Circle says it is confident it will recover $3.3 billion in reserves held at Silicon Valley Bank.
The announcement Saturday (March 11) led Circle’s USDC stablecoin to recover after following below its dollar peg. It’s part of the ongoing fallout from the collapse of Silicon Valley Bank (SVB), the biggest banking failure since the 2008 financial crisis.
“This is a time of heightened uncertainty for the USDC economy,” Circle said on its blog. “We remain committed to clear and transparent communication.”
To that end, the company shared that USDC “liquidity operations” will return to normal when U.S. banks reopen Monday (March 13) and that its teams were prepared to handle substantial volume, with USDC remaining “redeemable 1 for 1 with the U.S. Dollar.”
Circle said it had begun transferring the $3.3 billion to other banks on Thursday (March 9), but that those transactions hadn’t settled when business closed Friday. However, the company said it was “confident in the FDIC’s management of the SVB situation and stand ready to receive these funds.”
“However, it is also possible that SVB may not return 100% and that any return might take some time, as the FDIC issues IOUs (i.e., receivership certificates) and advanced dividends to deposit holders,” Circle said.
If that happens, Circle said it will “stand behind USDC and cover any shortfall using corporate resources, involving external capital if necessary.”
The California Department of Financial Protection and Innovation (DFPI) took possession of SVB Friday and appointed the FDIC as its receiver, citing the bank’s “inadequate liquidity and solvency.” The move came after SVB and its parent company SVB Financial Group were beset in recent days by customer withdrawals and a plunge in stock prices.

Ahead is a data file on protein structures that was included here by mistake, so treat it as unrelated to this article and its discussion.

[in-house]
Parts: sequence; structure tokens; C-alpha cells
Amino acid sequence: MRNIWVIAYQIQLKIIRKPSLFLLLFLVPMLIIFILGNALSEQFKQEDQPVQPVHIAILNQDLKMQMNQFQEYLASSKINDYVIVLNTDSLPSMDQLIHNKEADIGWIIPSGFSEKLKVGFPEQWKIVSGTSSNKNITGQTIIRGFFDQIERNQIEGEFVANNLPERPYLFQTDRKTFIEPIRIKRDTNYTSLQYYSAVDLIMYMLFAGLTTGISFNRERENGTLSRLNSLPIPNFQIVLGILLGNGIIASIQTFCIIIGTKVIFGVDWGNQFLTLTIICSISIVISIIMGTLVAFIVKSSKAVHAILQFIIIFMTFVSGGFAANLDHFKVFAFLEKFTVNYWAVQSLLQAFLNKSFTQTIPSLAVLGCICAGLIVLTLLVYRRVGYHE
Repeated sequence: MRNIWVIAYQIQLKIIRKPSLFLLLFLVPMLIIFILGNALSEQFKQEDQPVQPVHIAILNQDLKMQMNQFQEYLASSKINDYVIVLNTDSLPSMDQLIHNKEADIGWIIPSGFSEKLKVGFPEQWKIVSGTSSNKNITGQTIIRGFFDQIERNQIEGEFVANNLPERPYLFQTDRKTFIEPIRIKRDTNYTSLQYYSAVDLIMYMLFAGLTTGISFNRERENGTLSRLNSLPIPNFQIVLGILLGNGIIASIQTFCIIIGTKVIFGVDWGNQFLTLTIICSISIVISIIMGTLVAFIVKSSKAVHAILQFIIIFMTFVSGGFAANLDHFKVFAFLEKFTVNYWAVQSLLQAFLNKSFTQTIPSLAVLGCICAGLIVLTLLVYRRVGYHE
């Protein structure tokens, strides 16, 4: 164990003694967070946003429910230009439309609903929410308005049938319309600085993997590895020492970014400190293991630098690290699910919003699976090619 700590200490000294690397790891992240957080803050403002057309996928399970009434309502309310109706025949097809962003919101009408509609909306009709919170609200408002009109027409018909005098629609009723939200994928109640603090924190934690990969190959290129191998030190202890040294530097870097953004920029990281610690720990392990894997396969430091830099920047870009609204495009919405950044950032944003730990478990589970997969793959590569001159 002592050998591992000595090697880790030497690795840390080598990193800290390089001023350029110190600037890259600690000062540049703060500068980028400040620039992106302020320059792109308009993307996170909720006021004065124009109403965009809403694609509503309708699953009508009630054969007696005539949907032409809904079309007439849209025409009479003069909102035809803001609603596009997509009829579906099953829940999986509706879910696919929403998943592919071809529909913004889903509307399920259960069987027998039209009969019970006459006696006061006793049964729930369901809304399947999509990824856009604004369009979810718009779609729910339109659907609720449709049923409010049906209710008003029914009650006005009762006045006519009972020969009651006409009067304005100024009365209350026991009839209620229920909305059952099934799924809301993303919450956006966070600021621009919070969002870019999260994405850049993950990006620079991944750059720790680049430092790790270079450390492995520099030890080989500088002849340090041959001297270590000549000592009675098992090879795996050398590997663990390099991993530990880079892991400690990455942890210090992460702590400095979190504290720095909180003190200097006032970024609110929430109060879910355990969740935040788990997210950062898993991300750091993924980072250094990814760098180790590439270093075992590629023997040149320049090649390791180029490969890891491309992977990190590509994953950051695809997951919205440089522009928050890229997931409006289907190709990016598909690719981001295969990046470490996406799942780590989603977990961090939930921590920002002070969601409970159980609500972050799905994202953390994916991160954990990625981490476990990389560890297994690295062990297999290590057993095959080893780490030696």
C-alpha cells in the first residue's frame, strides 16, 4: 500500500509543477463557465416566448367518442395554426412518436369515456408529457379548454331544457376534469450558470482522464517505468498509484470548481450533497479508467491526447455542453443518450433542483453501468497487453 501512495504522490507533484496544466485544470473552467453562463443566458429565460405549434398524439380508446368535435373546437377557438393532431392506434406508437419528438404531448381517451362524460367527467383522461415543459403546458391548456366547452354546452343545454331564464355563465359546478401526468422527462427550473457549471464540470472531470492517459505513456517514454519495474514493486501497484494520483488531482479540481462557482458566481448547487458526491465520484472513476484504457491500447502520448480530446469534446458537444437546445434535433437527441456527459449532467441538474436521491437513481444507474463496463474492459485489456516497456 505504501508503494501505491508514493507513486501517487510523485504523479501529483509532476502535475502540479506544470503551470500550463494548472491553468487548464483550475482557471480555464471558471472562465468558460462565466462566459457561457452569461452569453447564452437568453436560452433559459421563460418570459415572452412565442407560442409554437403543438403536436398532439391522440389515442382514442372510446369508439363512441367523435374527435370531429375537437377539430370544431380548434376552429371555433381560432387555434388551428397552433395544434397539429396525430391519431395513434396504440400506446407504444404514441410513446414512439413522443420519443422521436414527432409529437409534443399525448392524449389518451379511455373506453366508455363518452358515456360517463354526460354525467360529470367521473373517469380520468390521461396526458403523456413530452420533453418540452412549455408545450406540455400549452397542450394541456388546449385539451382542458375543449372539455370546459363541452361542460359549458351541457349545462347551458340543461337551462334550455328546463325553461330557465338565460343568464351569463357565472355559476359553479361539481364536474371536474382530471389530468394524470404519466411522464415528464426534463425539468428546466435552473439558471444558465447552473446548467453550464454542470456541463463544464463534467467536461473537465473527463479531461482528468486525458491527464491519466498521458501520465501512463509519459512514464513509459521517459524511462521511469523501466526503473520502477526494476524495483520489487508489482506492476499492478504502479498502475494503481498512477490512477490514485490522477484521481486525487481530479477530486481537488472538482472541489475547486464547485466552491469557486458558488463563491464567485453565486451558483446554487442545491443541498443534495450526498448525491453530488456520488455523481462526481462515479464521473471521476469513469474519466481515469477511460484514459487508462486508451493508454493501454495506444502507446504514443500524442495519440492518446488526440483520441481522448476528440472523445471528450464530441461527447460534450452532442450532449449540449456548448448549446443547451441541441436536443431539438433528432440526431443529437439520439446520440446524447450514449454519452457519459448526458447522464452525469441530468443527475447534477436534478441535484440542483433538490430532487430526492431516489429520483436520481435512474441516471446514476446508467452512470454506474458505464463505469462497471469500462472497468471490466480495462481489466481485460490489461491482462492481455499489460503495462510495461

As PYMNTS wrote recently, the bank’s collapse could have far-reaching and long-lasting effects. For example, startups are concerned about fundraising opportunities, as quite a few investors banked at SVB. There are also worries that tech companies may not be able to find another bank that is as open as Silicon Valley Bank was to work with them in lean times.
SVB’s collapse came two days after another bank — the crypto-focused lender Silvergate Capital — announced its own liquidation. That news followed reports earlier in the day that Silvergate was questioning its viability as a “going concern.”
Circle noted in its blog post that it had no exposure to Silvergate. The company and other crypto firms had cut ties with the bank earlier this month.